It’s pretty rare that I ever get into anything truly personal here.
Family and the issues we face are usually dealt with in a funny or poignant way (at least that’s what I hope), which can sometimes give the impression that we in the mountains have this business of living down pat. I’m about to buck that trend.
The past month or so has been pretty hard on our family. I’ve had loved ones in the hospital for the flu and another whose body has all but given up. The word “cancer” has gone from being whispered about in private company to being acknowledged at the kitchen table. It’s been a trying time, a scary time—the sort of thing you start thinking only adults should have to handle and maybe you aren’t as much of an adult as you thought.
It’ll all be okay, of course.
The days will right themselves. It isn’t lost to me that everything I’m feeling is considered old news to a great swath of folks. Life’s only given is that we must all pass from it. Nothing of this world is made to be permanent, which is a lesson that comes early on in the Appalachian foothills. Things wear out, get tired and used up. Crops and seasons both rise up and bloom before being cut down. Our woods are filled with forgotten graves and the foundations of old homes left now to hold only memories and ghosts. Even these mountains, tall and solid as they are, wear away with the eons a millimeter at a time.
I know this. You know this. And yet they remain the hardest words to speak and hear:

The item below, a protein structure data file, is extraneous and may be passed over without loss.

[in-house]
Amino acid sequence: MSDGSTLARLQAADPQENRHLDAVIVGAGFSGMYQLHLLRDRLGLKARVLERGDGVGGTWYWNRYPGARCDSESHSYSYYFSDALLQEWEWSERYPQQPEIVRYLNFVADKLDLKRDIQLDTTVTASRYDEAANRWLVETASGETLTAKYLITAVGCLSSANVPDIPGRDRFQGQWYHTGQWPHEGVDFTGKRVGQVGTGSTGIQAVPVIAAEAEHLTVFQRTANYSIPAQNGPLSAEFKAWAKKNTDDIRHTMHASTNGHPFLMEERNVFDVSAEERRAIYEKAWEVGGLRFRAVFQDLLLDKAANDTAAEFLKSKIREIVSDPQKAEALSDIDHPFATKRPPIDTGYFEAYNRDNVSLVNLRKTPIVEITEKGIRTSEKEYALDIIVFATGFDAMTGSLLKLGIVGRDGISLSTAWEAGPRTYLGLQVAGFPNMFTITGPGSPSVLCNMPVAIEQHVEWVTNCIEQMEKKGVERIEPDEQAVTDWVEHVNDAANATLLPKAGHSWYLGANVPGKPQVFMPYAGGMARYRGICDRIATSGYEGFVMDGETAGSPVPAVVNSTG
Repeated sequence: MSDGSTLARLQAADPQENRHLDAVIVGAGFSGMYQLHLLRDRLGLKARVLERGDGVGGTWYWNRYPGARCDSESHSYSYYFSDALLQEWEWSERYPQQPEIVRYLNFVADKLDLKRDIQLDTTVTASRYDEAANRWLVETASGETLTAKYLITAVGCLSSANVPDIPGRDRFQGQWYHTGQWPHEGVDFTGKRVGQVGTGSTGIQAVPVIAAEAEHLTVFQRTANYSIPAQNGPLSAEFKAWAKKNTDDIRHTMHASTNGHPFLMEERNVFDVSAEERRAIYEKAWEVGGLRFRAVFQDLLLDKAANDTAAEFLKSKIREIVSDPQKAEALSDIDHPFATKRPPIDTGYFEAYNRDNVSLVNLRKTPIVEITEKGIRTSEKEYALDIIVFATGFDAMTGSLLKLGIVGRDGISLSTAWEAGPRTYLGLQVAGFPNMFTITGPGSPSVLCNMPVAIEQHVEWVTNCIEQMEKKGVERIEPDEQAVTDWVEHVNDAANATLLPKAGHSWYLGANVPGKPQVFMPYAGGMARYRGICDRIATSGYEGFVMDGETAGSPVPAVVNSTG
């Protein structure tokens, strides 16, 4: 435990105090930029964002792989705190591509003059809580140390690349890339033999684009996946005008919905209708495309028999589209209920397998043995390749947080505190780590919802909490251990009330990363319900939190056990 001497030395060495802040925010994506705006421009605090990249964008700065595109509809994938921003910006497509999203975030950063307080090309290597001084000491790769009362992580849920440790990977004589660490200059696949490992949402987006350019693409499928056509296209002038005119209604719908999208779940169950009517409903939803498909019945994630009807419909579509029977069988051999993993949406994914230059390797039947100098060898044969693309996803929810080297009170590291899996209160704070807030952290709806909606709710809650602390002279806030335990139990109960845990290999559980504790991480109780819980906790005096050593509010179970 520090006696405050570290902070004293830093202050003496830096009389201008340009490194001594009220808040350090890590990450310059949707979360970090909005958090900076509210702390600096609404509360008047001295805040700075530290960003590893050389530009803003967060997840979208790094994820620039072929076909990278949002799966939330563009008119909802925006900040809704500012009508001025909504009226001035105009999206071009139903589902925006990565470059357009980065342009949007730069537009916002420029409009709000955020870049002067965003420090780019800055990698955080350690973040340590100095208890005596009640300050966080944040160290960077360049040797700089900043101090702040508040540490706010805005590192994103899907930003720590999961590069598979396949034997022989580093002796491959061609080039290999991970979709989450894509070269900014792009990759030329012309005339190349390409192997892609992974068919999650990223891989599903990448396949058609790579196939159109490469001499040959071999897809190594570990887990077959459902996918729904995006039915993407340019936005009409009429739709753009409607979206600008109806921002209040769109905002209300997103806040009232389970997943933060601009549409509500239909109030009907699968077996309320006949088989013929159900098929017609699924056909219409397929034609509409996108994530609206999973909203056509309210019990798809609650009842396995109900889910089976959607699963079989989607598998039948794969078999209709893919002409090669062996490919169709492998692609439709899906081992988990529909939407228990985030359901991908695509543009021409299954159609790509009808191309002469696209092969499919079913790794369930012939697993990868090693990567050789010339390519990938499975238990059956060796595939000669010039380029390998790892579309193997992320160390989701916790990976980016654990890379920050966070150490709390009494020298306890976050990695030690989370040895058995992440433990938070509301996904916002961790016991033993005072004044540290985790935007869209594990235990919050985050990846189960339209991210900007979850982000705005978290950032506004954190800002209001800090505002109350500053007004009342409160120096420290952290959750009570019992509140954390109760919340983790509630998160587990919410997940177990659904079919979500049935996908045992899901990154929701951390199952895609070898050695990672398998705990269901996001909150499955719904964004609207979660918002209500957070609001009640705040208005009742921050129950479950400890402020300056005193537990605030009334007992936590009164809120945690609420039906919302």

each of us were born for leaving.
From an early age I was raised with the knowledge that each of us hold two parts—one temporary, the other eternal. Our shell of bone and muscle will decay at some point, freeing that holy spark within us to burn bright elsewhere. My mother’s parents drilled this into my head often, as the Amish usually do—all this world is for is getting us ready for the next. George MacDonald once said that “We should have taught more carefully than we have done, not that men are bodies and have souls, but that they are souls and have bodies.” My grandparents would have agreed.
But somewhere between the ages of nine and forty-four I seem to have forgotten that knowledge, or at least set it aside. Those thirty years or so had the opposite effect by convincing me life was a solid thing, wholly predictable, and if not permanent then at least long-lasting. There were reminders of otherwise along the way. My grandparents died. Several high school friends. I remember holding my daughter when she was born and my son a few years later and feeling a mix of awe and terror at how fragile and easily broken they were. Then all of that went away again, muddled by passing years which held nothing but the same old, the everyday.
Until this past month. These last weeks. Until the time came when the thin curtain over my life and my family’s lives was eased back a bit to reveal the truth on the other side. That’s why I decided to buck a trend with this post, because the truth I’ve seen is one we should all start holding a little closer to the heart—we don’t ever get stronger. Not really. We come into this world children, and I think that’s how we stay. We can pretend otherwise. We can lean on our intelligence and the strength of our bodies, we can seek shelter in the things we collect and the jobs we have and the dreams we count upon, but we’re still kids. Still fragile. Still easily broken.
Still sure to wear out.
I don’t know about you, but I’ve started paying a little more attention to that spark within us all. To the soul. It’s the one thing of us the ground cannot one day claim, the fire burning ever upward, pointing us on.